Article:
Sick Building Syndrome: Is Your Office Making You Ill?

Is your workplace making you sick? Most people have experienced a reluctance to go back to work after a long weekend. However, for some people, that reluctance stems from far more than simply wanting to take another day off of work. If you and your office mates are experiencing unexplained symptoms such as dizziness, headaches and nausea that only occur when you spend time in the workplace, you might be suffering from sick building syndrome (SBS).

What is sick building syndrome?

Sick building syndrome is a term that was coined in the 1970s to describe unexplained symptoms related to time spent in a specific building. It is used when many of the building’s occupants experience similar symptoms during their time in the building, but the cause of those symptoms—whether biological, chemical or physical—cannot be found. For most people experiencing SBS, the structure causing the symptoms is typically an office building. This syndrome can affect people in a particular part of the building or it can be present throughout the entire structure.

Most of the time, indoor air quality problems may only cause mild discomfort. However, indoor air pollution can sometimes cause more severe symptoms or exacerbate existing health conditions. The symptoms of sick building syndrome vary from case to case and haven’t been found to fit any specific pattern.

How can you tell if you and others in your building are suffering from SBS? Common symptoms include acute discomfort caused by headaches, sensitivity to odors, irritation in your eyes, nose or throat, dry cough, skin irritation, dizziness, nausea, trouble concentrating and fatigue. People experiencing SBS experience these symptoms without any apparent cause and usually experience relief soon after leaving the building in question.

Because there is no clear cause for SBS, there is also no single way to test for or treat the syndrome.

How is sick building syndrome different than building-related illness?

A 1984 report by the World Health Organization Committee stated that up to 30 percent of new or remodeled buildings throughout the world may contribute to various building-related illnesses. Building-related illness (BRI) is a term used to describe medical symptoms that can be attributed to a specific illness caused by airborne building contaminants. Symptoms of BRI can be similar to those of SBS. However, BRI symptoms may be more severe and can cause serious lung and respiratory conditions.

The controversy surrounding SBS

There are parts of the medical community that do not believe that sick building syndrome is a real medical condition. Some experts think that SBS symptoms can be attributed to illnesses contracted while outside of the building, allergies, job-related stress and dissatisfaction or other psychological factors.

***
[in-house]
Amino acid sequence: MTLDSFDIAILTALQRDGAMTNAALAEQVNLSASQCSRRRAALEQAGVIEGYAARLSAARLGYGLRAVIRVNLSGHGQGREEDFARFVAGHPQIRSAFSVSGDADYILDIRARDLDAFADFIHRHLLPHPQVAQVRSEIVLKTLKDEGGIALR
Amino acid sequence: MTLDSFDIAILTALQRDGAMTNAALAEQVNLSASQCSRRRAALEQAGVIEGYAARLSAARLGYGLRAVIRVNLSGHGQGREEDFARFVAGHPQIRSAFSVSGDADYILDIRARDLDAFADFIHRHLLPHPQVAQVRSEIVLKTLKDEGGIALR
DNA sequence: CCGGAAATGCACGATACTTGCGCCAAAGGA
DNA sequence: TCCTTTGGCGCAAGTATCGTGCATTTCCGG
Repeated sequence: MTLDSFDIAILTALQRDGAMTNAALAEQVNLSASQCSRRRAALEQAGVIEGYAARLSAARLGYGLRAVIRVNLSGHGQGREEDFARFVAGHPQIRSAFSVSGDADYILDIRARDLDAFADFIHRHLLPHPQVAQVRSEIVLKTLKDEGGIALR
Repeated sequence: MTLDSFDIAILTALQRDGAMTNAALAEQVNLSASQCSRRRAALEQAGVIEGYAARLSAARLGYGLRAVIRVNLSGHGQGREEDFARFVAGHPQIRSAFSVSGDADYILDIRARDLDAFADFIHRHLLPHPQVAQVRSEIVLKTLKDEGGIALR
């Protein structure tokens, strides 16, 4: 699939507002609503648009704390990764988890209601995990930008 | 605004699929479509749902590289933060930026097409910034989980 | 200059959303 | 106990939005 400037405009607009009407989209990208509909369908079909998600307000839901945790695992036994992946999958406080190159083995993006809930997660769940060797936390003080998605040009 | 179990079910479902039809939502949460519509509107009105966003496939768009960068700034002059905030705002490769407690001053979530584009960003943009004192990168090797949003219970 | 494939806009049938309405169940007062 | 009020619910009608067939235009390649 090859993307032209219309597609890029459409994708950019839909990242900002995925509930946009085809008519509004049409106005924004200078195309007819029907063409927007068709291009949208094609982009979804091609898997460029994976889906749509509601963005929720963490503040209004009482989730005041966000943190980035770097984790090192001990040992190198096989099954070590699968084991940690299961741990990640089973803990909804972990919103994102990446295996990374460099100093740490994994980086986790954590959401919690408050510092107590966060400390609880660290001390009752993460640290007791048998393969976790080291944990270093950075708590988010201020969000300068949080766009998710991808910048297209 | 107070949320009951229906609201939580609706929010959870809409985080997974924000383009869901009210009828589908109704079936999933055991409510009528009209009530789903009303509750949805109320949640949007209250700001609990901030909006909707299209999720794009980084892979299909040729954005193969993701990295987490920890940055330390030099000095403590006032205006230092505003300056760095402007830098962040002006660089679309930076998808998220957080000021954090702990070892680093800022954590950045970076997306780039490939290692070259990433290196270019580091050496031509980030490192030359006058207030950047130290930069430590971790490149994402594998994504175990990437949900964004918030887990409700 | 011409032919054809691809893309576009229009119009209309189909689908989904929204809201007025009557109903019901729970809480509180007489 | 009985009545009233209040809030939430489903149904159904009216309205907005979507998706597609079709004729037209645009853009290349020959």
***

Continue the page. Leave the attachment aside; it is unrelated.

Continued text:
Some medical organizations, such as the American Medical Association (AMA), suggest that SBS cannot be considered a true medical syndrome without specifically defined symptoms, causes, diagnostic tests and treatments.

Those who argue that SBS is, in fact, a true medical syndrome posit that its causes are multiple and varied. They suggest that people with different medical conditions react to those causes—such as mold, smoke and off-gassing—in different ways. It has also been suggested that people suffering from SBS have a high sensitivity to low concentrations of these pollutants. This may cause them to have an exaggerated immune response to the presence of these substances in a certain building. This is called multiple chemical sensitivity (MCS).

What are the symptoms of SBS?

Reported symptoms of sick building syndrome vary case-by-case and can include:

  • Headache
  • Nausea
  • Gas and bloating
  • Dizziness
  • Hoarseness and cough
  • Sneezing, congestion or nosebleeds
  • Fatigue
  • Muscle pain, stiffness or aches
  • Irritation to the skin, eyes, nose, throat
  • Chest pains and shortness of breath
  • Cardiac arrhythmias
  • Problems with concentration, mood swings and memory

SBS symptoms can also cause a decrease in job productivity and necessitate a relocation. Because these symptoms can often be attributed to other diagnosable medical conditions, it can be difficult to ascertain whether SBS is their true cause. Building inspections and medical tests can be used to try to find a diagnosis but, because of the nature of the syndrome, the true cause of the symptoms may not be found.

SBS and building mold

While the exact causes of sick building syndrome are unknown, they are often attributed to indoor air pollutants, according to the EPA. These pollutants can include volatile organic compounds (VOCs), harmful gasses such as carbon monoxide (CO) and pesticides. Recent research has found that some instances of SBS may also be caused by mycotoxins from indoor air fungi.